Those for whom the word ‘Welsh nationalist’ automatically carries connotations of militarism, racism, and the hysterical love of the nation state might consider the following passage by Amos Oz (In the Land of Israel. 1983. Trans. by Maurie Goldberg-Bartura):
This is the place to make my first shocking confession — others will follow. I think that the nation state is a tool, an instrument, that is necessary for a return to Zion, but I am not enamoured of this instrument. The idea of the nation state is, in my eyes, “goyim naches” -- a gentiles’ delight. I would be more than happy to live in a world composed of dozens of civilisations, each developing in accordance with its own internal rhythm, all cross-pollinating one another, without any one emerging as a nation state: no flag, no emblem, no passport, no anthem. No nothing. Only spiritual civilisations tied somehow to their lands, without the tools of statehood, and without the instruments of war.
But the Jewish people has already staged a long-running one-man show of that sort. The international audience sometimes applauded, sometimes threw stones, and occasionally slaughtered the actor. No one joined us; no one copied the model the Jews were forced to sustain for two thousand years, the model of a civilisation without “the tools of statehood.” For me this drama ended with the murder of Europe’s Jews by Hitler. And I am forced to take it upon myself to play the “game of nations,” with all the tools of statehood, even though it causes me to feel (as George Steiner put it) like an old man in a kindergarten.
Finally, the philosopher Ernest Gellner in his book, Nations and Nationalism, explores the history of separatist nationalism as a response to the centralising and assimilationist policies that emerged in the historic nation states as a consequence of the Industrial Revolution. His thinking is summarised in the brief quote below:
The roots of nationalism in the distinctive structural requirements of of industrial society are very deep indeed. This movement is the fruit neither of ideological aberration, nor of emotional excess.... [It is] the external manifestation of a deep adjustment in the relationship between polity and culture which is quite unavoidable.’.
Click to read a short story for January: ‘A Wedding at Nant Gwrtheyrn,’ filled with mystery, romance, and gothic horror, taken from my translation of the work of the Victorian writer, Owen Wynne Jones.
14th January: The rally outside the Senedd in support of Brexit yesterday, organised by the People’s Charter with speakers from UKIP, was less than spectacular. A dozen or so people turned up.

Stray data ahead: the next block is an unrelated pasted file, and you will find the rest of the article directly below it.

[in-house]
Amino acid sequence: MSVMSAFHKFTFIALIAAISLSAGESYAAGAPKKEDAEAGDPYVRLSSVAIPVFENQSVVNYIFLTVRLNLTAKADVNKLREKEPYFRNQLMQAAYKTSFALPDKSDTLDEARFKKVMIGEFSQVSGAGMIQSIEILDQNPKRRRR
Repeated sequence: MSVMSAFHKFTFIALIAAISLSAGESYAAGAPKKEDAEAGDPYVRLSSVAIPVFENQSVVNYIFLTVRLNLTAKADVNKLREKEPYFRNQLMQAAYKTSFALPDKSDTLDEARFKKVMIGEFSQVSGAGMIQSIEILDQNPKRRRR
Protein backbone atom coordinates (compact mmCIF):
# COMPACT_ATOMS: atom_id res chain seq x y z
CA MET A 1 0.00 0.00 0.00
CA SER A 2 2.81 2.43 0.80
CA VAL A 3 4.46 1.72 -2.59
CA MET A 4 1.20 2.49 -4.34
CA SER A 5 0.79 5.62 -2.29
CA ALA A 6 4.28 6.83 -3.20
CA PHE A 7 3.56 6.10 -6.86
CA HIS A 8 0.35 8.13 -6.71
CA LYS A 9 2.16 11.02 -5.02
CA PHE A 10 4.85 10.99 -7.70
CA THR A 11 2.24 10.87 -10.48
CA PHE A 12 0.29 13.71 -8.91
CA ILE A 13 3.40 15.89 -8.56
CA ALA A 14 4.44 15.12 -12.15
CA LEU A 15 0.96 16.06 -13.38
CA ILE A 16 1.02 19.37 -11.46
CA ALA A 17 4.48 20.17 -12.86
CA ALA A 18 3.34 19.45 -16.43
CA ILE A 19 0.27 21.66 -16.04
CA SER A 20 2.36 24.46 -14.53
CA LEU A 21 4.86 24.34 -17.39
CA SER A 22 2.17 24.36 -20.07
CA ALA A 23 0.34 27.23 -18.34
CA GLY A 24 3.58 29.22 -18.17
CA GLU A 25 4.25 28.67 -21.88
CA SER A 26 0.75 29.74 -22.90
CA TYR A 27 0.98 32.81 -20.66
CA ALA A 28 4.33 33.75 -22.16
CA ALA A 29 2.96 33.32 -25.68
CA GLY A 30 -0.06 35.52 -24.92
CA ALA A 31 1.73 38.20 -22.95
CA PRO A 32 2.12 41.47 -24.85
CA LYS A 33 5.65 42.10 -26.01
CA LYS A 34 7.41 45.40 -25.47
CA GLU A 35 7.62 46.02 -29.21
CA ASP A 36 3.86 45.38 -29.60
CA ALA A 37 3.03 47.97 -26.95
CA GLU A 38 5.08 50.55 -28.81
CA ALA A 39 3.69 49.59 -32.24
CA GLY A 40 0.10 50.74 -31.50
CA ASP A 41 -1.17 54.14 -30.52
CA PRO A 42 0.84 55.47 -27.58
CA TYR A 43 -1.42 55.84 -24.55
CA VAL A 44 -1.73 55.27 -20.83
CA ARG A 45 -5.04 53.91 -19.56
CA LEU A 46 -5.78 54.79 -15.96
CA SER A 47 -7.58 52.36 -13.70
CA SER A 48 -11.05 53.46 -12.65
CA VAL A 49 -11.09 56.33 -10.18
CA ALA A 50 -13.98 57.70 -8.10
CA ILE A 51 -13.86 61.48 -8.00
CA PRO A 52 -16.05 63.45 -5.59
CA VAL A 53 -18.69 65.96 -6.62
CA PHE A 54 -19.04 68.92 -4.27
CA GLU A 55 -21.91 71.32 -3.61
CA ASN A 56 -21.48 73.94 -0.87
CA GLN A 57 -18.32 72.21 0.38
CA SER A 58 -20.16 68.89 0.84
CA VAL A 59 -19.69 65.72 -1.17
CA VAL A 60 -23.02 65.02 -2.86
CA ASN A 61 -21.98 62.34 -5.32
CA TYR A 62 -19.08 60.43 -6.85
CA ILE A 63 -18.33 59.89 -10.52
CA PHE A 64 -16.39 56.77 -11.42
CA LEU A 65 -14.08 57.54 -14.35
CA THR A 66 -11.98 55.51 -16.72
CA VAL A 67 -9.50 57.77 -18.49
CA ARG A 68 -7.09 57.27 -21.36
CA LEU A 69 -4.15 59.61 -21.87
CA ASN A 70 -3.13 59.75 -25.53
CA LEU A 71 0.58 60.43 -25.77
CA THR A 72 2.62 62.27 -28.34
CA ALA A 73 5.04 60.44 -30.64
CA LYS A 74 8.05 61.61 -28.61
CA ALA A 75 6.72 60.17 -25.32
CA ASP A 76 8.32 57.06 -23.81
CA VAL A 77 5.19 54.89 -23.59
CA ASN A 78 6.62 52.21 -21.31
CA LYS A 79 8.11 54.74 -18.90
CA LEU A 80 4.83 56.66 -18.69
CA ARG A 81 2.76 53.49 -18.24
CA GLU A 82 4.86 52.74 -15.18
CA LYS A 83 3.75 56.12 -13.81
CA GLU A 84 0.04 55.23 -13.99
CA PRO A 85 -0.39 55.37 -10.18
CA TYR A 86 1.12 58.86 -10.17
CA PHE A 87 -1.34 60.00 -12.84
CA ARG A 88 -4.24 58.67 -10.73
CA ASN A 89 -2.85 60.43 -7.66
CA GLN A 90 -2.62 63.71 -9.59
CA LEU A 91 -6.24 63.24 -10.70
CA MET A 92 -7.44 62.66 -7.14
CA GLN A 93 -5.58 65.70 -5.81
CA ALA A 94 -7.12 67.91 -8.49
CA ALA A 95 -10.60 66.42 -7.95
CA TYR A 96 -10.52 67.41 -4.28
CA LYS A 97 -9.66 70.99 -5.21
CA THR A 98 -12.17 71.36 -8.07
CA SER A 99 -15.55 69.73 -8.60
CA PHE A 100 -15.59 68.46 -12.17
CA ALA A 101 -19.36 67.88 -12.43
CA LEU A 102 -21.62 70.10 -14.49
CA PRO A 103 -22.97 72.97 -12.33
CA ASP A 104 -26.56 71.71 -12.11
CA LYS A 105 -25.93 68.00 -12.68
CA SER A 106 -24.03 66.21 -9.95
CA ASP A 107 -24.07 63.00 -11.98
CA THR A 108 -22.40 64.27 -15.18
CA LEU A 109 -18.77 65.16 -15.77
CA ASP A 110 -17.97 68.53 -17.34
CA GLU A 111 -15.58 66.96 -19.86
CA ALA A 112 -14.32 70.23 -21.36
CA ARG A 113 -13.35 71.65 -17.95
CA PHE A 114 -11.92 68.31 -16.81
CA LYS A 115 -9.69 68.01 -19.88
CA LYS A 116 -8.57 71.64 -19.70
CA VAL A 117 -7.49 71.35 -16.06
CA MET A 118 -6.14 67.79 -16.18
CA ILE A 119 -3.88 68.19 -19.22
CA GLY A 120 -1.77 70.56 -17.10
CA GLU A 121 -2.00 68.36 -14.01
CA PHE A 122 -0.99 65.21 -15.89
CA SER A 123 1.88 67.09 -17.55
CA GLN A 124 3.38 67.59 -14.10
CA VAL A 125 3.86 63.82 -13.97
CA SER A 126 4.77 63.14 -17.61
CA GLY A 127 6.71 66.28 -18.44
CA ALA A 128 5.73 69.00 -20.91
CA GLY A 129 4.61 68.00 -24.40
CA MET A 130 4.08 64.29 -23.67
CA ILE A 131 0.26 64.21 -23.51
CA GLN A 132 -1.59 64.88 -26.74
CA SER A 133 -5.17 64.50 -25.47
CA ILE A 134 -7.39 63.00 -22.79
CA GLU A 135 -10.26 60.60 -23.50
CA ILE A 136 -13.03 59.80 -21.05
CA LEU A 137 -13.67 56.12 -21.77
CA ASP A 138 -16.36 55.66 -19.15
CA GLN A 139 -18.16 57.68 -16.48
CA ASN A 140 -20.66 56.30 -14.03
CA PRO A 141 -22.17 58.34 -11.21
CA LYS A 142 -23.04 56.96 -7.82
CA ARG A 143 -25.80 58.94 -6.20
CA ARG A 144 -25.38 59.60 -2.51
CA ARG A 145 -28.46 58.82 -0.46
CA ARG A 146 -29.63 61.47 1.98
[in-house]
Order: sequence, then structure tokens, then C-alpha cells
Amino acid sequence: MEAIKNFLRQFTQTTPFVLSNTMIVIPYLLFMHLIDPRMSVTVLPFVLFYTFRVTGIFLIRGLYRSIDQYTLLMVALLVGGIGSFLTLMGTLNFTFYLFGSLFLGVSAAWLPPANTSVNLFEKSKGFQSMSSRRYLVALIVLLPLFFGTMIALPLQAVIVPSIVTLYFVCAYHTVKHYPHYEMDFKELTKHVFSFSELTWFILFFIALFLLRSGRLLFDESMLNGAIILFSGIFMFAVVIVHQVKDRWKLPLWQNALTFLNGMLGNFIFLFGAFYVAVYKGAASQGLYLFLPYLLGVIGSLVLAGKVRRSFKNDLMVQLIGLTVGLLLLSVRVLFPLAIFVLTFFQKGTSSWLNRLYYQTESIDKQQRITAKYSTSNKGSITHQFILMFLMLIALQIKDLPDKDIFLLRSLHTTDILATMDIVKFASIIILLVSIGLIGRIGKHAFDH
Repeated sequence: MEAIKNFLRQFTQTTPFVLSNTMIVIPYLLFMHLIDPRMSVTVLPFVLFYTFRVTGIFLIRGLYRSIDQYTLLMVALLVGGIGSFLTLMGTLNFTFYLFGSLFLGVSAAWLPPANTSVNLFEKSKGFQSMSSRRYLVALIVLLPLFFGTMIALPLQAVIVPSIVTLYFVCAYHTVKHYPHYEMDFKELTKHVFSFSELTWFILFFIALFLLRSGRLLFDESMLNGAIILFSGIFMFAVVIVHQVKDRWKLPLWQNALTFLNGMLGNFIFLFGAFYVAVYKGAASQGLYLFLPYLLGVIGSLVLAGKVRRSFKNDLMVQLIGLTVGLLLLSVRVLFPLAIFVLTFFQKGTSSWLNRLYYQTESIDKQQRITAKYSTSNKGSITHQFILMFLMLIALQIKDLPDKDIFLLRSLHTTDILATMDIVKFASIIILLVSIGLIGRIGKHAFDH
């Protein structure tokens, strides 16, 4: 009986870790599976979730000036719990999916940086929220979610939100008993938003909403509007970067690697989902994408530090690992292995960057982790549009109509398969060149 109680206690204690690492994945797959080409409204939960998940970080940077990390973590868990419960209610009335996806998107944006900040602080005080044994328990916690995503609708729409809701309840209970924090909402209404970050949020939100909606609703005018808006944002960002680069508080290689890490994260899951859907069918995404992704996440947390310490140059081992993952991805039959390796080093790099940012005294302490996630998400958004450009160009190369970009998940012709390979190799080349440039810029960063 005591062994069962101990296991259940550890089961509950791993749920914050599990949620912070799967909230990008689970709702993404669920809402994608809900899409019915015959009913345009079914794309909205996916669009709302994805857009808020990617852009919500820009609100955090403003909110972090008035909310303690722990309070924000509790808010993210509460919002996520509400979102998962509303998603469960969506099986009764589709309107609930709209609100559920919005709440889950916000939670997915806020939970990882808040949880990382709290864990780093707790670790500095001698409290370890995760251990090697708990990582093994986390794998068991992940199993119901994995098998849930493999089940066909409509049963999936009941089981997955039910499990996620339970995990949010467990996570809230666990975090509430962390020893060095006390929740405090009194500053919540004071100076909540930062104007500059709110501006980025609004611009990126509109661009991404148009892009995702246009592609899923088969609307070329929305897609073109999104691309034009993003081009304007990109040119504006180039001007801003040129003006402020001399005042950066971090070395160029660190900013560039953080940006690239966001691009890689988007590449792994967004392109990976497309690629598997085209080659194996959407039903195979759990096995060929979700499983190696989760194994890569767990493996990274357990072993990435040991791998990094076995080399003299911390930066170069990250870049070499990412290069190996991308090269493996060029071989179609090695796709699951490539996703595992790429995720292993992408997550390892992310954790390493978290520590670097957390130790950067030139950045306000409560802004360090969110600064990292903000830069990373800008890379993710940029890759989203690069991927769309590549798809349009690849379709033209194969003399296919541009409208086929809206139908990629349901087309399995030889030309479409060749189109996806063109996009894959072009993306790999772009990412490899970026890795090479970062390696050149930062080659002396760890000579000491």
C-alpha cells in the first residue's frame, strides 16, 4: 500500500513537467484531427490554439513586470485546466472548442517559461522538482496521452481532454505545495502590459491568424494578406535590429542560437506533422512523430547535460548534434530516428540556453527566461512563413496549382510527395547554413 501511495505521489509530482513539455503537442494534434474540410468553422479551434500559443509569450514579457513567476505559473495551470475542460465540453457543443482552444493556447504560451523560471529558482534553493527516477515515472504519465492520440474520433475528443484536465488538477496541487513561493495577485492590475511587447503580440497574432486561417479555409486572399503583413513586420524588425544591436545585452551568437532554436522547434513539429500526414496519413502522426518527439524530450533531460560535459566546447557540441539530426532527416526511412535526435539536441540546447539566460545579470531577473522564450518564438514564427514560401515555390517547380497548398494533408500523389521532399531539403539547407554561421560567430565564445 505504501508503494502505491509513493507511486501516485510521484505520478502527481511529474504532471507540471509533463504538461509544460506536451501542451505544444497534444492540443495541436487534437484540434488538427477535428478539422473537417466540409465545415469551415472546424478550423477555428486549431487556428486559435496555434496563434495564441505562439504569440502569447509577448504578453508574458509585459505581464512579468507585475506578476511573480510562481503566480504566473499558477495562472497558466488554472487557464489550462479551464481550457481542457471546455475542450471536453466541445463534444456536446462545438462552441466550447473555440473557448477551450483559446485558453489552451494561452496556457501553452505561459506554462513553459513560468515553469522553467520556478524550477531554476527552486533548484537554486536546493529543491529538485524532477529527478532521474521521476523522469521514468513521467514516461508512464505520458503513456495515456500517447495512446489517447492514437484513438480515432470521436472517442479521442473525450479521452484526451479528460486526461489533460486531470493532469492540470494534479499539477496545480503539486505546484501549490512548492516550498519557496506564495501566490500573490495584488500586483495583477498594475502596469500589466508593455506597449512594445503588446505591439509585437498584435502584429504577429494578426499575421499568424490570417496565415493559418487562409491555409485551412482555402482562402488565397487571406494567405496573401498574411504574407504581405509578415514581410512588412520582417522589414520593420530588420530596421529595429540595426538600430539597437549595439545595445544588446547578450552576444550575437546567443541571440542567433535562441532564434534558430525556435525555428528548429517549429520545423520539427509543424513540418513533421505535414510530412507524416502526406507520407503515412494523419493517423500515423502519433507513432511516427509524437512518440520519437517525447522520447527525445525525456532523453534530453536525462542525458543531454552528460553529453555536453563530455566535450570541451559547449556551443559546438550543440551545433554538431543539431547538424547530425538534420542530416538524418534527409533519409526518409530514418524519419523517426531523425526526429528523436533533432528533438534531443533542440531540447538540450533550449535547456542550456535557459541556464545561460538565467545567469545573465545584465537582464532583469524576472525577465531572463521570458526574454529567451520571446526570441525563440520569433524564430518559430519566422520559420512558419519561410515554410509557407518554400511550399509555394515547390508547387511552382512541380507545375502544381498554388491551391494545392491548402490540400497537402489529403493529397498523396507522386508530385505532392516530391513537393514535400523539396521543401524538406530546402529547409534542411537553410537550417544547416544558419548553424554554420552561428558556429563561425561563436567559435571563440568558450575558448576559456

This was the rally whose participants were specifically asked to leave their swastikas at home.
Cry, and the world cries with you. Laugh, and you laugh alone.
The National reports that a customer who complained to M&S about the lack of Scottish branding on their Scottish whisky was told, ‘You’ve had your referendum. You’re part of England now.’
Personally, I quite like having English friends. It gives me opportunities to practise my patient sighing.
I have never been invited to attend the London Conference on Intelligence.
There are no extrinsic rewards in short fiction. I should learn to express myself through the medium of interpretive cat videos.
It’s not that my friends don’t want to be cultured, and improve themselves. And they know that my work is of an improving nature. But the more immediate gratification comes from all-female naked rugby games, and Japanese seaweed pornography.
3rd January: Since implementing direct rule, the government of Madrid has imposed Spanish as the language of government in Barcelona, in place of Catalan, reports El Nacional.
Ayn Rand was an ambitious writer of big ideas. Regrettably, they were not good ones.
I am the author of three short story collections. Reasoning and For His Warriors, originally published by Gwasg y Bwthyn, Caernarfon, with Welsh Books Council support, now join Prayer at the End in revised editions at Cockatrice Books. My anthology of fiction, Dangerous Asylums: Stories from Denbigh Mental Hospital Told by Leading Welsh Writers, including work by Gee and David Williams, Glenda Beagan, Carys Bray, Simon Thirsk and others, was published by the North Wales Mental Health Research Project, October 2016. I am a member by election of the Welsh Academy.
I am the translator of Going South: The Stories of Richard Hughes Williams (Cockatrice, 2015), Hallowe’en in the Cwm: The Stories of Glasynys (Cockatrice, 2017), and A Book of Three Birds, the seventeenth-century classic by Morgan Llwyd (Cockatrice, 2017). In addition, I have translated fiction by D. Gwenallt Jones, Angharad Tomos, and Manon Steffan Ros.